Section IV B. Adequate shelter for all
1. Introduction

60. Adequate shelter means more than a roof over one's head. It also means adequate privacy; adequate space; physical accessibility; adequate security; security of tenure; structural stability and durability; adequate lighting, heating and ventilation; adequate basic infrastructure, such as water-supply, sanitation and waste-management facilities; suitable environmental quality and health-related factors; and adequate and accessible location with regard to work and basic facilities: all of which should be available at an affordable cost. Adequacy should be determined together with the people concerned, bearing in mind the prospect for gradual development. Adequacy often varies from country to country, since it depends on specific cultural, social, environmental and economic factors. Gender-specific and age-specific factors, such as the exposure of children and women to toxic substances, should be considered in this context.

61. Since the adoption of the Universal Declaration of Human Rights in 1948, the right to adequate housing has been recognized as an important component of the right to an adequate standard of living. All Governments without exception have a responsibility in the shelter sector, as exemplified by their creation of ministries of housing or agencies, by their allocation of funds for the housing sector and by their policies, programmes and projects. The provision of adequate housing for everyone requires action not only by Governments, but by all sectors of society, including the private sector, non-governmental organizations, communities and local authorities, as well as by partner organizations and entities of the international community. Within the overall context of an enabling approach, Governments should take appropriate action in order to promote, protect and ensure the full and progressive realization of the right to adequate housing. These actions include, but are not limited to:

62. Because it leads to the full mobilization of all potential indigenous resources, a shelter strategy that is based on an enabling approach greatly contributes to the sustainable development of human settlements. The management of such resources must be people-centred and must be environmentally, socially and economically sound. This can occur only if policies and actions in the shelter sector are integrated with policies and actions that are intended to promote economic development, social development and environmental protection. A fundamental objective of this chapter, therefore, is to integrate shelter policies with policies that will guide macroeconomic and social development and sound environmental management.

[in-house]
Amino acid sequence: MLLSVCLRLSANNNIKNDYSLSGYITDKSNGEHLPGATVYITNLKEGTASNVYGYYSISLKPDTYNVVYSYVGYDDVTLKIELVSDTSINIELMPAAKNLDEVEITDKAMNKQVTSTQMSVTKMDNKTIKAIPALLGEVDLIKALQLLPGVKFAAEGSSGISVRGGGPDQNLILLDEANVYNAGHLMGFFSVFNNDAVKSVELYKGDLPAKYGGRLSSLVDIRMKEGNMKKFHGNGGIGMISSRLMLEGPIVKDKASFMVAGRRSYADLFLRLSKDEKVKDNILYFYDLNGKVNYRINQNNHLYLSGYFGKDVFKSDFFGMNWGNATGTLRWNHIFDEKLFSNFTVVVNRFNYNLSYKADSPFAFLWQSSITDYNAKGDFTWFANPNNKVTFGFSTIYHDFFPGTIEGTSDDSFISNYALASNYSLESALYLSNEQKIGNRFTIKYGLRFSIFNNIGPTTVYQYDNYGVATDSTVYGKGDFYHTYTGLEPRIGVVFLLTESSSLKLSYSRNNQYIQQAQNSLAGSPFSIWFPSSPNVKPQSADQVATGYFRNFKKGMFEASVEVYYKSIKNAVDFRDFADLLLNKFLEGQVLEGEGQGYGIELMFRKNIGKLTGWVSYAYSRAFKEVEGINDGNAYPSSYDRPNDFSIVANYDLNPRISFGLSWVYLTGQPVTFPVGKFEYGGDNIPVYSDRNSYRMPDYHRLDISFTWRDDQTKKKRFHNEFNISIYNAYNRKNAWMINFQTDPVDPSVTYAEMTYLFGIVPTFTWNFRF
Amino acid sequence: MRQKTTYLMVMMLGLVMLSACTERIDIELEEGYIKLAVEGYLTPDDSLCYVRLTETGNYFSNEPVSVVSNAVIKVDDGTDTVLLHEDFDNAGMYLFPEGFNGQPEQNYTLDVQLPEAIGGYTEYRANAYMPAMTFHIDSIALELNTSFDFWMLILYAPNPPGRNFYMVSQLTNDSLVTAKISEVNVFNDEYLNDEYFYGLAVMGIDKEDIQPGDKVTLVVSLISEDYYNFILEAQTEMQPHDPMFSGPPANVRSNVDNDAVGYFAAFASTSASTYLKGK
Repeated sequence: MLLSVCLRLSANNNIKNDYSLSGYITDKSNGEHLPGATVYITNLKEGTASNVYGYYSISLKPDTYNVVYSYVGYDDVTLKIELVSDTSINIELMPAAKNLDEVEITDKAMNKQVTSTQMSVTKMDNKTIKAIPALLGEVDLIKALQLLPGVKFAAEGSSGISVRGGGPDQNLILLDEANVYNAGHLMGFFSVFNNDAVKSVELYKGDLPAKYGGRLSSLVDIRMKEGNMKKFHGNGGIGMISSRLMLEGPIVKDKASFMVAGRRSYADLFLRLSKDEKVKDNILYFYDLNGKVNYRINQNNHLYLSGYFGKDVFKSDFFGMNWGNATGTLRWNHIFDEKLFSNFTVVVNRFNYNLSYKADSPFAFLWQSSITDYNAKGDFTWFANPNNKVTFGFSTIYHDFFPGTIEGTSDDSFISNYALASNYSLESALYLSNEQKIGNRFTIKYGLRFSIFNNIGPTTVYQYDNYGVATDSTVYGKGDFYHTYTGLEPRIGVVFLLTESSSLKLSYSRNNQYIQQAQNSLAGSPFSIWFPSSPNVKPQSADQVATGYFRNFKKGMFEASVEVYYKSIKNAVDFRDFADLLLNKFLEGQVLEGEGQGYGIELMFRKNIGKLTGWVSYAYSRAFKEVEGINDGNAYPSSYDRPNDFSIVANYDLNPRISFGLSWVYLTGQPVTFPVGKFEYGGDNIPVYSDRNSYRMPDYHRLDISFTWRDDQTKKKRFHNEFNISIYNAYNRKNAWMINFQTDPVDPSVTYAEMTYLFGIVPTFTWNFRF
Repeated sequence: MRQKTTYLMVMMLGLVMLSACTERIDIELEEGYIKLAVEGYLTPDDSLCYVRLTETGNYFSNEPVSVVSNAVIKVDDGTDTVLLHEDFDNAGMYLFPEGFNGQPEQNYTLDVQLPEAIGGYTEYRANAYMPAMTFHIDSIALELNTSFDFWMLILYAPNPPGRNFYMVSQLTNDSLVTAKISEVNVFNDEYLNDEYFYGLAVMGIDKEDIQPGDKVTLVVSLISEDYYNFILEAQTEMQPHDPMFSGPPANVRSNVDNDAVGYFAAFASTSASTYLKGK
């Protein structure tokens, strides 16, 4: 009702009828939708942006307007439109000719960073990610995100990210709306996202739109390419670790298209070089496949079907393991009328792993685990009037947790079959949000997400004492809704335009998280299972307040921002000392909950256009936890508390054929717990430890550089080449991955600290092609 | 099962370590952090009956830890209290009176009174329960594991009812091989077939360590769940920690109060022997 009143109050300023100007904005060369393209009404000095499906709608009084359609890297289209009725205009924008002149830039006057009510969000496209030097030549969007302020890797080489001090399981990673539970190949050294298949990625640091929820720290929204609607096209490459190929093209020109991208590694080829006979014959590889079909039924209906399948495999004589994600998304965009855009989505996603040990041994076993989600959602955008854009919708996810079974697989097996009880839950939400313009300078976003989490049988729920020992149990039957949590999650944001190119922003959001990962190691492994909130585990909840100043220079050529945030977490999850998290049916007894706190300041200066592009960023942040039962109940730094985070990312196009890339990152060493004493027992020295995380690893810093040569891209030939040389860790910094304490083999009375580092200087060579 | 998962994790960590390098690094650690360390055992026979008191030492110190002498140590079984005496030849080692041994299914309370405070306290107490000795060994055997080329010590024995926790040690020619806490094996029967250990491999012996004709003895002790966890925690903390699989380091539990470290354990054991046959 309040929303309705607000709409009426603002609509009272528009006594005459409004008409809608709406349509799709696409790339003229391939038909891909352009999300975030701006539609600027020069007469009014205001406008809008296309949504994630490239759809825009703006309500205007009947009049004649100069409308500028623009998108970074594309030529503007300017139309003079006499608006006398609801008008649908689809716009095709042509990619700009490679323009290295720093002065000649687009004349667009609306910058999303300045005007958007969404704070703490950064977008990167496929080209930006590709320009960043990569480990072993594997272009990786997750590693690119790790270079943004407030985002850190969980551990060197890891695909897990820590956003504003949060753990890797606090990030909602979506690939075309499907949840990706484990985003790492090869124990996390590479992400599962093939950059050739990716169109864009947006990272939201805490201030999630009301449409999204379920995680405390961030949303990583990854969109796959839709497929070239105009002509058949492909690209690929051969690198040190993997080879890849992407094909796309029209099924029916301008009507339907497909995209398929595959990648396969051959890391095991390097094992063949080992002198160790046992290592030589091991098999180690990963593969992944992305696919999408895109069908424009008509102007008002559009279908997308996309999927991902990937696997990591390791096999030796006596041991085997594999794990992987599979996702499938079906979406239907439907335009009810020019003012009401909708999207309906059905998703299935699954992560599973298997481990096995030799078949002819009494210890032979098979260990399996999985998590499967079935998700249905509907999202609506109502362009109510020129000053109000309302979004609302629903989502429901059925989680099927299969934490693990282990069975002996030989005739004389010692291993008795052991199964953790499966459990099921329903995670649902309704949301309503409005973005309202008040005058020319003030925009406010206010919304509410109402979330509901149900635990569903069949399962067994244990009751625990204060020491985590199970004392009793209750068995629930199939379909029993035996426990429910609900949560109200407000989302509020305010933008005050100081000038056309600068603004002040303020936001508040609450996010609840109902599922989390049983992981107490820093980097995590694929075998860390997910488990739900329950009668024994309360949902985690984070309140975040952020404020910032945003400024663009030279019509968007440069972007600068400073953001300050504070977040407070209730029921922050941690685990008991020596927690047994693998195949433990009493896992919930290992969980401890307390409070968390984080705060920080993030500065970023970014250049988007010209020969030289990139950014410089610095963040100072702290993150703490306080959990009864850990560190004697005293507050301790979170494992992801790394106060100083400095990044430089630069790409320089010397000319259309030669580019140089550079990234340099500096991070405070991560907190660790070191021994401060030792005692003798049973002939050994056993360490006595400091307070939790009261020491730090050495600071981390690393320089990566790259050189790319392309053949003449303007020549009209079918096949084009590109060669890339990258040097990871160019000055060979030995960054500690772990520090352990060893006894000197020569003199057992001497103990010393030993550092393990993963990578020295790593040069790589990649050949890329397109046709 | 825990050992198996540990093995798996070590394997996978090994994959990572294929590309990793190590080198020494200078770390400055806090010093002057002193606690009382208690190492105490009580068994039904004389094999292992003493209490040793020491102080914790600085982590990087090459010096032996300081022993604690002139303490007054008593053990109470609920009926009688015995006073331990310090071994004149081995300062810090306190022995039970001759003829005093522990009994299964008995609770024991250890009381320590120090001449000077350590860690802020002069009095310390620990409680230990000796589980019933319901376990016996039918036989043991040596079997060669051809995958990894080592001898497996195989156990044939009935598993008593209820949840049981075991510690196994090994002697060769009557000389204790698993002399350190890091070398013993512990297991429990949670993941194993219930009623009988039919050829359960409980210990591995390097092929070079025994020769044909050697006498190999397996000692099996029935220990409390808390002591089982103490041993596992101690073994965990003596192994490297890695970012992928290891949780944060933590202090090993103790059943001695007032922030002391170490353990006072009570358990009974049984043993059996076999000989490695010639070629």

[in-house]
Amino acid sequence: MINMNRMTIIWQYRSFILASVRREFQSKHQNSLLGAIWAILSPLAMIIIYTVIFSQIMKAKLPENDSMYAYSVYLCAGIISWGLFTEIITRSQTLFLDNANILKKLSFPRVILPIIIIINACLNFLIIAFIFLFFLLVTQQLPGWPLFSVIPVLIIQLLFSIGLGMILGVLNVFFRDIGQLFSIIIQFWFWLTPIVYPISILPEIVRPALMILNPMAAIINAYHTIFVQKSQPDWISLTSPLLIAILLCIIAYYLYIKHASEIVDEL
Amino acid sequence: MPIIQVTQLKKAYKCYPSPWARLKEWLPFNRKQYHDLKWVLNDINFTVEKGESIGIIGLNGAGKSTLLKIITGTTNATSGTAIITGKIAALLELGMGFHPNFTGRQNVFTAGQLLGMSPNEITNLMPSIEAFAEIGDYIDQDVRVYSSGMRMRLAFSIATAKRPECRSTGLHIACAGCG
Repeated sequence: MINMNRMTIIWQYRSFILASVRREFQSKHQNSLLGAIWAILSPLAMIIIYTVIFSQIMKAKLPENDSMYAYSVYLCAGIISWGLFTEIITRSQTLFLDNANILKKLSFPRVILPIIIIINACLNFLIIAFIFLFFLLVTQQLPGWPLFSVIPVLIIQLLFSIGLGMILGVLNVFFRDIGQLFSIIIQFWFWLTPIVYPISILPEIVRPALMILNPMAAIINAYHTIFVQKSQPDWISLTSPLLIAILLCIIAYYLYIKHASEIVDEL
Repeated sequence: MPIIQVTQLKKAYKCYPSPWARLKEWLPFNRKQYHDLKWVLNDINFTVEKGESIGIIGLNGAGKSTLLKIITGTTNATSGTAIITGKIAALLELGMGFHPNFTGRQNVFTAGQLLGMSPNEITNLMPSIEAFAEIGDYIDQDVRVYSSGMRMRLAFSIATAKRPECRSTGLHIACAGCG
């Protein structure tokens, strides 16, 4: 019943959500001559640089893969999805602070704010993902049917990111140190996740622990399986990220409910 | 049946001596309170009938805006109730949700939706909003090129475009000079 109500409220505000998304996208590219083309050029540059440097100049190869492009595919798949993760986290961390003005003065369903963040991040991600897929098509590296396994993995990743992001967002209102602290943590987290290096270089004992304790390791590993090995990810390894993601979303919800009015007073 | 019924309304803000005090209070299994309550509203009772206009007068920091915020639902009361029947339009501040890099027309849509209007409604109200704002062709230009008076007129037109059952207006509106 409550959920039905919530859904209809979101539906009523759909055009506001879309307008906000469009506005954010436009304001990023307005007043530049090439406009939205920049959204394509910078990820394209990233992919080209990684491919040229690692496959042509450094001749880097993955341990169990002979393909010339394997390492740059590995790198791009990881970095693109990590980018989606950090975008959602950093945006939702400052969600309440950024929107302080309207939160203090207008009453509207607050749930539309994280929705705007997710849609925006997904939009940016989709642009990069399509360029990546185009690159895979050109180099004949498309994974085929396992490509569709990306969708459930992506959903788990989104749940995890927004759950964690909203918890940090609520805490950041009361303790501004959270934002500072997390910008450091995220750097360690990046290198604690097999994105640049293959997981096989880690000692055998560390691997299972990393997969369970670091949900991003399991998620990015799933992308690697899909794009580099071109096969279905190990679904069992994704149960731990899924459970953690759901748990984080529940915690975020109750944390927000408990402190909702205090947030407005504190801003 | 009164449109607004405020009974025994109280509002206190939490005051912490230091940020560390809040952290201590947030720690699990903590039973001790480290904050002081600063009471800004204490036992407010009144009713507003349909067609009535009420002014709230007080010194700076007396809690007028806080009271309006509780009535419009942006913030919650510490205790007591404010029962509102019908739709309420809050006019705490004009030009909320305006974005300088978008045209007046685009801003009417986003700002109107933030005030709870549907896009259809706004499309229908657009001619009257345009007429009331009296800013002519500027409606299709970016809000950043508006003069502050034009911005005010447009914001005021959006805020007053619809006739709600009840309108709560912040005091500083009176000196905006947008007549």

63. A second fundamental objective of this chapter is to enable markets - the primary housing delivery mechanism - to perform their function with efficiency. Actions to achieve this objective and at the same time contribute to social goals, including, where appropriate, market-based incentives and compensatory measures, are recommended. Further objectives and recommended actions address the components of shelter-delivery systems (land, finance, infrastructure and services, construction, building materials, maintenance and rehabilitation) in the private, community and public rental sectors, and ways of making them serve all people better. Finally, special attention is given to all those, including women, who are at considerable risk because they lack security of tenure or are inhibited from participation in shelter markets. Actions are recommended to reduce their vulnerability and enable them to obtain adequate shelter in a just and humane way.

64. International and national cooperation at all levels will be both necessary and beneficial in promoting adequate shelter for all. This is especially needed in areas that are affected by war or by natural, industrial or technological disasters, and in situations in which reconstruction and rehabilitation needs surpass national resources.

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